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AMD jumps into ARM server chip market

Posted: 31 Oct 2012 ?? ?Print Version ?Bookmark and Share

Keywords:server chip makers? SoCs? SeaMicro? V8 core design? 64bit?

Advanced Micro Devices is officially jumping into the pool of ARM server chip makers, ending its long history as an x86 PC chip maker. However, it still remains unclear how far the chip maker goes down the ARM road.

AMD is not designing its own ARM cores initially. It would not comment on whether it will take an ARM architecture license to design custom ARM cores in the future. The decision to use ARM's own core design, the Atlas 64bit core that is a successor to the ARM A15, is apparently driven by AMD's time-to-market goals.

The long-time x86 CPU maker will design a 64bit ARM SoC based on ARM's own V8-compliant core. It will ship both as a merchant chip and in its own SeaMicro branded systems in 2014.

The effort marries AMD's deep server expertise with Sea Micro's unique interconnect fabric to compete in a market for 64bit ARM server SoCs that is rapidly getting crowded. Whether the products will help AMD pull out of its slump in the x86 sector remains to be seen.

AMD last week announced the layoff of 15 per cent of its employees amid 10 per cent revenue declines, expanding its focus on embedded systems. Given AMD's dire situation, it's surprising the company is not moving even more aggressively into ARM-based servers and custom ARM core designs.

AMD reaches a critical juncture
The company's acceptance of ARM architecture will be seen as a major turning point for the x86 processor company. Only time will tell if AMD can eke out a position that differentiates it from many other ARM SoC makers in embedded systems or the emerging microserver market.

Applied Micro is expected to show at ARM Tech Con this week the first working version of its X-Gene, an SoC that uses its own custom V8 core design and interconnect fabric on a single die. AMD's design will also be a single chipincluding the existing SeaMicro fabric chip and the new multi-core Atlas cores with an on-board memory controller.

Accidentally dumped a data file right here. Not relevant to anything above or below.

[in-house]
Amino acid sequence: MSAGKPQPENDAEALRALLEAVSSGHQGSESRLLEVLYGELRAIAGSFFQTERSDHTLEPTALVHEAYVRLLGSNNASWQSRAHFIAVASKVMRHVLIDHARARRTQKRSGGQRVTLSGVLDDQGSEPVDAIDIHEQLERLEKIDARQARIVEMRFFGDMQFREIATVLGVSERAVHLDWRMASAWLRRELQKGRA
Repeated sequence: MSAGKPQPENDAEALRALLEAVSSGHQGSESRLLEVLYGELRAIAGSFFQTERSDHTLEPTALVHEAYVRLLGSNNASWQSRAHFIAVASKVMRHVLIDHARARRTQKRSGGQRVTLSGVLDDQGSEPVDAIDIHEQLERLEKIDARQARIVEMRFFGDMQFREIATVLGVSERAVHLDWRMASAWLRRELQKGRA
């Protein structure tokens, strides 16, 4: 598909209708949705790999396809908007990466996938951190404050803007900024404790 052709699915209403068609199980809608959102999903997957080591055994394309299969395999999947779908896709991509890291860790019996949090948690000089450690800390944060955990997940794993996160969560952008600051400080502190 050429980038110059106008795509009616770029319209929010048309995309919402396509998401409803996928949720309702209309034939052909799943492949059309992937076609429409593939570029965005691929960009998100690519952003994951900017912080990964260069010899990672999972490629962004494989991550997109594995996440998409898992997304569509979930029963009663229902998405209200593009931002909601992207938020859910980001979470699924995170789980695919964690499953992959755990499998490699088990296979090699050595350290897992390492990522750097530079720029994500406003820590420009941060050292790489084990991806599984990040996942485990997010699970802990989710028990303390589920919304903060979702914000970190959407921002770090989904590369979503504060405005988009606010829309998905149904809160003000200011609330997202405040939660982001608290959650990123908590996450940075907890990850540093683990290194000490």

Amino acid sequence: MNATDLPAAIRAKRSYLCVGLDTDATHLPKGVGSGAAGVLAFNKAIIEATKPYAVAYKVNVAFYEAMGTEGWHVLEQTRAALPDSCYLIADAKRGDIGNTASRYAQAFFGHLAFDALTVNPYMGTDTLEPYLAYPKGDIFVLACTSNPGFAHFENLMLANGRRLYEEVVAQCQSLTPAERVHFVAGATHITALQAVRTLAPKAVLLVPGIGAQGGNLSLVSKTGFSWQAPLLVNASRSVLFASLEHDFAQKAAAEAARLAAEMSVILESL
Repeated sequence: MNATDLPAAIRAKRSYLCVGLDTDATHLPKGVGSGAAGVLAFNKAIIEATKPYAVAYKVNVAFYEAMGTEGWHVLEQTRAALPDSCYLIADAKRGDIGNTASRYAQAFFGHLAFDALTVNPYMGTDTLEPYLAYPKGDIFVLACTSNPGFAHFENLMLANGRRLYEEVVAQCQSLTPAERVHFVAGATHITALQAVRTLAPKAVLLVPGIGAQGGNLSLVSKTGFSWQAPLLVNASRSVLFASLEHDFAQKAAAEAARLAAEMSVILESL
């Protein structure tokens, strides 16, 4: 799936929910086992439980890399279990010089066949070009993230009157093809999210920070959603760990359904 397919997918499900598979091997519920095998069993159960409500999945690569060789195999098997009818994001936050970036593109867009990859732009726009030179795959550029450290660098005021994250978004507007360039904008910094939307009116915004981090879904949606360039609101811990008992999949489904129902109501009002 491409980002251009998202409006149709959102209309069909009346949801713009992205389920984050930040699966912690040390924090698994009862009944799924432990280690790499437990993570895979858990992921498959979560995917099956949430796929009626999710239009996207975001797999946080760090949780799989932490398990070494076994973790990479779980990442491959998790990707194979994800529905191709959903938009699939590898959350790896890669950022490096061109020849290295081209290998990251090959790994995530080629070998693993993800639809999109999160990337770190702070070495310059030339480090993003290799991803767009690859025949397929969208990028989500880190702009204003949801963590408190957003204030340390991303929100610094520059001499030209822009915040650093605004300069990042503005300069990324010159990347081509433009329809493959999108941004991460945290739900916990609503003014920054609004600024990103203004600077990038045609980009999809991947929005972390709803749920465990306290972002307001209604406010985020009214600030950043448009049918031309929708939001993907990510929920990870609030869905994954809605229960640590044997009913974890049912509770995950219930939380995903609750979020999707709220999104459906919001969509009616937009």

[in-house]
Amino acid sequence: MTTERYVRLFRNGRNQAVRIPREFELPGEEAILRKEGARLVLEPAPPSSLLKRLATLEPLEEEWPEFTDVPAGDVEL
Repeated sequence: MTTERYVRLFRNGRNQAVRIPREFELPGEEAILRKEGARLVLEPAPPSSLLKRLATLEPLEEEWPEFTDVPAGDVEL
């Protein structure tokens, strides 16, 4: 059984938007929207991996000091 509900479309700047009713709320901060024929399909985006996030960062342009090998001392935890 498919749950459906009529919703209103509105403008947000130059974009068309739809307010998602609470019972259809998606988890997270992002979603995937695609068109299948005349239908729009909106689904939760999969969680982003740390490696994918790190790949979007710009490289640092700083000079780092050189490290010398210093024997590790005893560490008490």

Meanwhile, start-up Calxeda is already shipping a 32bit ARM server SoC with an integrated fabric. It said it will ship a 64bit version in 2014.

Marvell also is shipping a 32bit ARM server SoC, the Armada XP, being used in systems from Dell and Mitac. Samsung has hired an ARM server design team, in part with ex-AMD engineers, but has not announced its plans.

"It seems to me with AMD's server competence they would have" taken an ARM architecture licence and developed a custom core, said Patrick Moorhead, principal of Moor Insights and Strategy (Austin, Texas). "But they still have a pretty good play here with the secret sauce of their interconnect fabric," added Moorhead. "There are only three processor companies with significant server experienceAMD, Intel and IBMso this brings a lot of credibility to the microserver market, and they are moving forward quicker than some people believed."

- Rick Merritt
??EE Times

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